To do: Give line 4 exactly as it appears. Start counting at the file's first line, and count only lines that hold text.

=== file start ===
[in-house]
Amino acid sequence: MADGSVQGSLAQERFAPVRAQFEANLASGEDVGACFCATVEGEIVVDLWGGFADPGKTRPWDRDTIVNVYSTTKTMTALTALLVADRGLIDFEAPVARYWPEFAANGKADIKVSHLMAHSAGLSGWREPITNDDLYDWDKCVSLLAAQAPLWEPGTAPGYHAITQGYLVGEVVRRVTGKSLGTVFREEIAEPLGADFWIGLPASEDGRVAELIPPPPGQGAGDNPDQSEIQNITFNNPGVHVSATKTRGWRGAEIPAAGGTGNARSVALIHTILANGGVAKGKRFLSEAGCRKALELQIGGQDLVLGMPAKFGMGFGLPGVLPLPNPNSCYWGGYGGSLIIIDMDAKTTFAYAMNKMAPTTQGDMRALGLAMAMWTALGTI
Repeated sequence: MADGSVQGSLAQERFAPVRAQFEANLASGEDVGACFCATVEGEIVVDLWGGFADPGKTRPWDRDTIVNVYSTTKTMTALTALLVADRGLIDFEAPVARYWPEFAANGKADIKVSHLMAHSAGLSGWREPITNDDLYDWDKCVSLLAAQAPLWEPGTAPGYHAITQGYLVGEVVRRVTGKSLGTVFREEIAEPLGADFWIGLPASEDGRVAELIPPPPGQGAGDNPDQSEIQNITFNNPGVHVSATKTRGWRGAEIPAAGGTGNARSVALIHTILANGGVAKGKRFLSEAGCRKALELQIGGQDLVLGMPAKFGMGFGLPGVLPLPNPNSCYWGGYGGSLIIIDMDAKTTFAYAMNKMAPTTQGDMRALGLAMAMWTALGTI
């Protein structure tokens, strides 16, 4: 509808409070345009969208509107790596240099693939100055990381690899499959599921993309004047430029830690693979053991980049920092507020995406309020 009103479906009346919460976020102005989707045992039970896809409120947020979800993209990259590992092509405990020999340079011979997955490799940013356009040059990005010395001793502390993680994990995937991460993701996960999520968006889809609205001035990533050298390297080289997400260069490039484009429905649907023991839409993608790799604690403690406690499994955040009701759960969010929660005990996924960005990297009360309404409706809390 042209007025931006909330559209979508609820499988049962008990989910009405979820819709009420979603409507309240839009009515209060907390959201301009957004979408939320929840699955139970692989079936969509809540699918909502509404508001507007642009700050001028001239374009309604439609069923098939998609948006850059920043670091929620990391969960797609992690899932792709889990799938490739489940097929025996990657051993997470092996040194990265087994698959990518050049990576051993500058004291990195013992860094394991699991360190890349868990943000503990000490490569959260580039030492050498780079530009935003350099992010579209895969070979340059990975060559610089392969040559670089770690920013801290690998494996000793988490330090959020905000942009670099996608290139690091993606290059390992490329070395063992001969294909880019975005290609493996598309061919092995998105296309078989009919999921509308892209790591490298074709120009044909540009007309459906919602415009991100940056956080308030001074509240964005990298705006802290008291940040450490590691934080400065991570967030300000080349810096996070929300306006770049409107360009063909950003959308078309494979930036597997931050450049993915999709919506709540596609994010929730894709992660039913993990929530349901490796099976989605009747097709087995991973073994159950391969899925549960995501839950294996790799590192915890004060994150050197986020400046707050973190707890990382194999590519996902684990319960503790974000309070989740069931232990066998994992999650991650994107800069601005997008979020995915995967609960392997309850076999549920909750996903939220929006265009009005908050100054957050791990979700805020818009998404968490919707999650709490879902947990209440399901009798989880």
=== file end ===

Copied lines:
């Protein structure tokens, strides 16, 4: 509808409070345009969208509107790596240099693939100055990381690899499959599921993309004047430029830690693979053991980049920092507020995406309020 009103479906009346919460976020102005989707045992039970896809409120947020979800993209990259590992092509405990020999340079011979997955490799940013356009040059990005010395001793502390993680994990995937991460993701996960999520968006889809609205001035990533050298390297080289997400260069490039484009429905649907023991839409993608790799604690403690406690499994955040009701759960969010929660005990996924960005990297009360309404409706809390 042209007025931006909330559209979508609820499988049962008990989910009405979820819709009420979603409507309240839009009515209060907390959201301009957004979408939320929840699955139970692989079936969509809540699918909502509404508001507007642009700050001028001239374009309604439609069923098939998609948006850059920043670091929620990391969960797609992690899932792709889990799938490739489940097929025996990657051993997470092996040194990265087994698959990518050049990576051993500058004291990195013992860094394991699991360190890349868990943000503990000490490569959260580039030492050498780079530009935003350099992010579209895969070979340059990975060559610089392969040559670089770690920013801290690998494996000793988490330090959020905000942009670099996608290139690091993606290059390992490329070395063992001969294909880019975005290609493996598309061919092995998105296309078989009919999921509308892209790591490298074709120009044909540009007309459906919602415009991100940056956080308030001074509240964005990298705006802290008291940040450490590691934080400065991570967030300000080349810096996070929300306006770049409107360009063909950003959308078309494979930036597997931050450049993915999709919506709540596609994010929730894709992660039913993990929530349901490796099976989605009747097709087995991973073994159950391969899925549960995501839950294996790799590192915890004060994150050197986020400046707050973190707890990382194999590519996902684990319960503790974000309070989740069931232990066998994992999650991650994107800069601005997008979020995915995967609960392997309850076999549920909750996903939220929006265009009005908050100054957050791990979700805020818009998404968490919707999650709490879902947990209440399901009798989880």